Source: wortmagieblog.wordpress.com/2017/06/03/lev-grossman-the-magician-king
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review 2016-12-28 06:33
The Magician King
The Magician King - Lev Grossman

TW this book has a very graphic sexual assault.

 

This book takes place a few years after The Magicians. While off on an adventure to outer Fillory, Quentin and Julia end up back in the suburbs of Massachusetts. Throughout the book we dig into how Julia ended up with the Brakebills crew and just what exactly is going on with her all while the pair are trying to get back home.

 

I liked this book a lot more than The Magicians right off the bat. I really enjoyed seeing Julia’s story and the ways that it paralleled Quentin’s even if she didn’t want to acknowledge that. I enjoyed Poppy and the Fillory characters that we meet.

 Then we had that ending and without getting into spoilers, it was super graphic and I’m not sure I feel great about the things Grossman is saying in regards to it and I’m not sure I’m comfortable with the options…I just felt beyond weird about the whole thing. I’ve heard such good things about the series so I’m continuing but I didn’t feel like I could just gloss over that point here. 

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review 2016-07-19 23:04
The Magician King (The Magicians, #2) by Lev Grossman
The Magicians and The Magician King - Lev Grossman

Quentin Coldwater has what he always wanted, he's a king of Fillory. He no longer needs to read about the Chatwins and their adventures because he is part of the story now.  Sure, it means hunting trips, staging tournaments and leading a life of excess but that's the life of a king right? The problem of getting everything you ever wanted is that it gets old fast.  Quentin decides to go on a small adventure to collect taxes from a far flung island for something to do and it leads to the quest he didn't know he wanted.  Quentin only wanted a break from the mundane role of being King but quickly finds himself on a quest to save magic altogether.  It's a clear lesson of be careful what you ask for.

I didn't like Quentin as a protagonist in The Magicians and nothing has changed. Absolutely nothing makes him happy.  He had the perfect life as King of Fillory. This was supposedly his dream and yet Quentin just had to poke the bear.  It costs him of course and he ends up back in front of his parents home with Julia and vows never to take Fillory for granted again.  That lasts about a hot New York minute because now he has to play the hero and save magic.  Quentin just has to be special even though he's a weak ineffectual asshole, who's completely wrapped up in himself.  As I said in my review of the first book, a protagonist need not be likable; however they should at least be interesting and I found that throughout The Magician King, I simply wanted Quentin to go away and never come back.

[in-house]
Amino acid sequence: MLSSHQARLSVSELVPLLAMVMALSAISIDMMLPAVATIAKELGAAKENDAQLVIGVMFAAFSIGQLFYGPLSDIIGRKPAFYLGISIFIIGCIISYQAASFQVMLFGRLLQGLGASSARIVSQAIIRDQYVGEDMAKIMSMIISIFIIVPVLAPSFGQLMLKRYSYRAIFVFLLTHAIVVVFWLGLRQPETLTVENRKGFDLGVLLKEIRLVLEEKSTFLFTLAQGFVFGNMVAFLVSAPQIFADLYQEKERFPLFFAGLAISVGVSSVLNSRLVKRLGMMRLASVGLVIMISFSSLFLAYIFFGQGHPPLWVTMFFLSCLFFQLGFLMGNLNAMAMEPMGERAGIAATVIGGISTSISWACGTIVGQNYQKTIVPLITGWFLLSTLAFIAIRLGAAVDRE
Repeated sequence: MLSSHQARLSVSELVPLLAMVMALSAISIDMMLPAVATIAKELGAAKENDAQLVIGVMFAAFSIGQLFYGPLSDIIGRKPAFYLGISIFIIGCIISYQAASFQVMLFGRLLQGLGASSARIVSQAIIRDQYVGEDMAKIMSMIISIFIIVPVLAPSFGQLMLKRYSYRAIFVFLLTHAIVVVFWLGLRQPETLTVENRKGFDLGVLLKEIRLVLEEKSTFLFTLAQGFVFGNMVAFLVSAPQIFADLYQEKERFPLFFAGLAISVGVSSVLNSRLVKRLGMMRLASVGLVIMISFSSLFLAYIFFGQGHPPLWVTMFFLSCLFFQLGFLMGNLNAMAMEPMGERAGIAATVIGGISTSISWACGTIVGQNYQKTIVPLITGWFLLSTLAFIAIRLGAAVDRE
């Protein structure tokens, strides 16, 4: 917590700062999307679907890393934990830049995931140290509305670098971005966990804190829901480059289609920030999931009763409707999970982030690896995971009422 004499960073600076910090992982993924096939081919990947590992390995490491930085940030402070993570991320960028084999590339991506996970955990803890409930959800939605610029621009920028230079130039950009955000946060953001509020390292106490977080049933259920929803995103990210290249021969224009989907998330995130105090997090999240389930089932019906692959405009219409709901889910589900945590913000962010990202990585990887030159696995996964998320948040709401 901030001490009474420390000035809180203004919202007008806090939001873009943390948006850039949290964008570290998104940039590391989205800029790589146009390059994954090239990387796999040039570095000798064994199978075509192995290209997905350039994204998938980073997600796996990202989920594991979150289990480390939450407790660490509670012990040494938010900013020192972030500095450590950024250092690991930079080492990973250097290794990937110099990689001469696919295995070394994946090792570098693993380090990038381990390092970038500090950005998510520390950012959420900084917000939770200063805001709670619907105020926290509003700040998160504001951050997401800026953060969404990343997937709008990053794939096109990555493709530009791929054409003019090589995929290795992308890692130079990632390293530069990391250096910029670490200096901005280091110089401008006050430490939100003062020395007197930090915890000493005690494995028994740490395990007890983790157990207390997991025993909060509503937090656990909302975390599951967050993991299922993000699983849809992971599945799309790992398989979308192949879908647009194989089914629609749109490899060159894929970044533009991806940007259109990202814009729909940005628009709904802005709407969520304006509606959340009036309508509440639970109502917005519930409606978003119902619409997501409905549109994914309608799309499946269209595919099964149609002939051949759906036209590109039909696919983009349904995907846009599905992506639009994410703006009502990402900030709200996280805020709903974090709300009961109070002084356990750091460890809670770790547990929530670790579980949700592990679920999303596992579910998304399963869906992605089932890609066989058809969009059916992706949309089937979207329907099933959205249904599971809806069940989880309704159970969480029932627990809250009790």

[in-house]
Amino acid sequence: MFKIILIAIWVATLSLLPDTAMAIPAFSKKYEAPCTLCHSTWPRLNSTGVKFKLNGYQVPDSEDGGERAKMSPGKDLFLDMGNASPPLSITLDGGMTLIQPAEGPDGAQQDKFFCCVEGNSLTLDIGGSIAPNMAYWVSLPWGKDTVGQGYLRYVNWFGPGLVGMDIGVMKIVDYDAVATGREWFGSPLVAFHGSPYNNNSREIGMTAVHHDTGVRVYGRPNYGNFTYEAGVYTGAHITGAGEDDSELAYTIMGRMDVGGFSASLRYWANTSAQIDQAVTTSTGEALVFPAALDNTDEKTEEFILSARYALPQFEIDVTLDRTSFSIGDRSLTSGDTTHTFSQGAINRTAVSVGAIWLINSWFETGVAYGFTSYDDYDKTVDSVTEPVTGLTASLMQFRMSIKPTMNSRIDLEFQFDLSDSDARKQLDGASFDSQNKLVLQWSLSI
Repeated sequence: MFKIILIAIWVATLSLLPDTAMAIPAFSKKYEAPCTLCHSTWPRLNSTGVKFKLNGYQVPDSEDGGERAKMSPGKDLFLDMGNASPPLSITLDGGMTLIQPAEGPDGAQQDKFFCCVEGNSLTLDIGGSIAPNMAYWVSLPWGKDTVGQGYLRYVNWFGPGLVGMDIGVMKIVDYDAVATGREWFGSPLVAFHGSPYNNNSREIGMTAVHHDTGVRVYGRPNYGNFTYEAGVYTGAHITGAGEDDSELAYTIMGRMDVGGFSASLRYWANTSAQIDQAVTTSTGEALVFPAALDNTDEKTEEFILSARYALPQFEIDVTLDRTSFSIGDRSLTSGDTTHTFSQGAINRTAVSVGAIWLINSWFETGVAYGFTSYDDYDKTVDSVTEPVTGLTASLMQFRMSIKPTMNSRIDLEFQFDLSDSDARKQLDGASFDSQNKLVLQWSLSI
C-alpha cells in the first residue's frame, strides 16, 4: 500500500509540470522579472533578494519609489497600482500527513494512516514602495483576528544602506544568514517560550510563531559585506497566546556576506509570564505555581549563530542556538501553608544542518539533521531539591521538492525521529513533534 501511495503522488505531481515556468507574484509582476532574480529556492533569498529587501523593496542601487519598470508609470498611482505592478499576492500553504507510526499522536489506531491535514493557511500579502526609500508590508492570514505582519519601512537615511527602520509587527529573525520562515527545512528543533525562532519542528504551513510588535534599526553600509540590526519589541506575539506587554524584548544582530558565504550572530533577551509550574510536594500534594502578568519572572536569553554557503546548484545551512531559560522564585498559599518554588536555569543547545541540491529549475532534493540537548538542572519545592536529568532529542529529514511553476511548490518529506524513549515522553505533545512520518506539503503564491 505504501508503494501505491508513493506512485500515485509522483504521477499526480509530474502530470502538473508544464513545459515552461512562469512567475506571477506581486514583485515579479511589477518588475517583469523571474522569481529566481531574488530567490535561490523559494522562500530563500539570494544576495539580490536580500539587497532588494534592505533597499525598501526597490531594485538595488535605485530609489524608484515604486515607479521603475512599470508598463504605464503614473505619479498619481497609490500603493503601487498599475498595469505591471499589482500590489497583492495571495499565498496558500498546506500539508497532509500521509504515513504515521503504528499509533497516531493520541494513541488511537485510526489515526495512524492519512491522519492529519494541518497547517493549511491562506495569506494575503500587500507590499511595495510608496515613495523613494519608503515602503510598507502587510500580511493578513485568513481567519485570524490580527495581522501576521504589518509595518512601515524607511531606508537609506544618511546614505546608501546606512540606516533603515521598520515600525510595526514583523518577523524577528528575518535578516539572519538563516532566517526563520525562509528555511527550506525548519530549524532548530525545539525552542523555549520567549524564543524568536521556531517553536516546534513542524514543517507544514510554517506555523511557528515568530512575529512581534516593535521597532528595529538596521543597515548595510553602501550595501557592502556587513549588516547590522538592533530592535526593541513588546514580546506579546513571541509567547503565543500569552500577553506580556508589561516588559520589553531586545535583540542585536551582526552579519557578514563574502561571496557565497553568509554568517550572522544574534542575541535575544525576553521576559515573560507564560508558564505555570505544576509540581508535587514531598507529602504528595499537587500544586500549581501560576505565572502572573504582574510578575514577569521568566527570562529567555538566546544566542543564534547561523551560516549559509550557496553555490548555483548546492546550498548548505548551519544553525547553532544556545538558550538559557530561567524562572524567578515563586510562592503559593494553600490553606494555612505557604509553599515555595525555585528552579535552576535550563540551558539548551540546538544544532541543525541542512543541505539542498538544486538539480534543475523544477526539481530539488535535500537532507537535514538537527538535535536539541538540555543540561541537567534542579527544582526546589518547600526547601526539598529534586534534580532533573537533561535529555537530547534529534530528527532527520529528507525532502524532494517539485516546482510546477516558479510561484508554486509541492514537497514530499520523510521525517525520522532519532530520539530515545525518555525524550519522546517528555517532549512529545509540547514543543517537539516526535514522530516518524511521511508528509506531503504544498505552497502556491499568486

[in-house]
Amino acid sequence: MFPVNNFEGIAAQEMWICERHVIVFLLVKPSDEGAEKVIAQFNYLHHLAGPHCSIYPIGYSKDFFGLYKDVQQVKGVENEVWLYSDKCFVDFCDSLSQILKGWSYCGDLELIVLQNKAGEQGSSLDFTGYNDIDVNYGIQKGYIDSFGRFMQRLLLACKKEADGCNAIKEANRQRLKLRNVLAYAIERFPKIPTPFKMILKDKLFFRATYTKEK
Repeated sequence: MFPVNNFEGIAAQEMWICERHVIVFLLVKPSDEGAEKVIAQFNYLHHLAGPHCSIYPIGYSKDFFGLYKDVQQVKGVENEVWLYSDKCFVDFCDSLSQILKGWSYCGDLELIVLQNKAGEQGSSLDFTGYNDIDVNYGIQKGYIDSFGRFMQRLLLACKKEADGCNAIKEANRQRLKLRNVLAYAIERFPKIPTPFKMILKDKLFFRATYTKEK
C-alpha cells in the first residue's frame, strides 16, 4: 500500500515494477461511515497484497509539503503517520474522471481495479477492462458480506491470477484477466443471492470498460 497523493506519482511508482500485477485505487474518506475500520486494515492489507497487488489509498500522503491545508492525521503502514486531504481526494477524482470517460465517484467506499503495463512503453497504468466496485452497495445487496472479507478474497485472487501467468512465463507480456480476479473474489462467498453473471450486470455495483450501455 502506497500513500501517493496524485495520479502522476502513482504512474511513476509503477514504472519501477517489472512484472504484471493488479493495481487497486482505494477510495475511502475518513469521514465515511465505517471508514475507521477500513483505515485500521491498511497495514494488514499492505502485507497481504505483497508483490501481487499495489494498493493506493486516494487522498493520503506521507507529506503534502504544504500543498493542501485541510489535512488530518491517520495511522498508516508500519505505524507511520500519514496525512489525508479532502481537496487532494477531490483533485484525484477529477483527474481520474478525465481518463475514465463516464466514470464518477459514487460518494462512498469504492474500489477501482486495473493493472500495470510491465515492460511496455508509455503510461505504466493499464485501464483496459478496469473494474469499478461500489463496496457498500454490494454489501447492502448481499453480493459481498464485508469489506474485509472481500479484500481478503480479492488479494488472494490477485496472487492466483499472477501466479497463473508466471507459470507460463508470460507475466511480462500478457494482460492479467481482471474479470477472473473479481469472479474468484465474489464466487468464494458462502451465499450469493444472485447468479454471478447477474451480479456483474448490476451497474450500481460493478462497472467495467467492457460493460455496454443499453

When The Magician King shifted to Julia, I actually became hopeful for this book. Women really didn't fare well in The Magicians and I naively thought that Grossman was attempting to redeem himself. Quentin can see that Julia is the shadow of her former self and his solution is for them to have some torrid affair. Yeah, he's the Magician King, so I suppose his penis is magical now.  When he and Julia get shifted back to earth, they have to depend on the skills Julia picked up as a hedgewitch.  Julia took a very different path to magic than the safe Brakebills version that Quentin did and while she's prepared to navigate earth, she wants to get away from it as fast as possible because it is fraught with too much pain.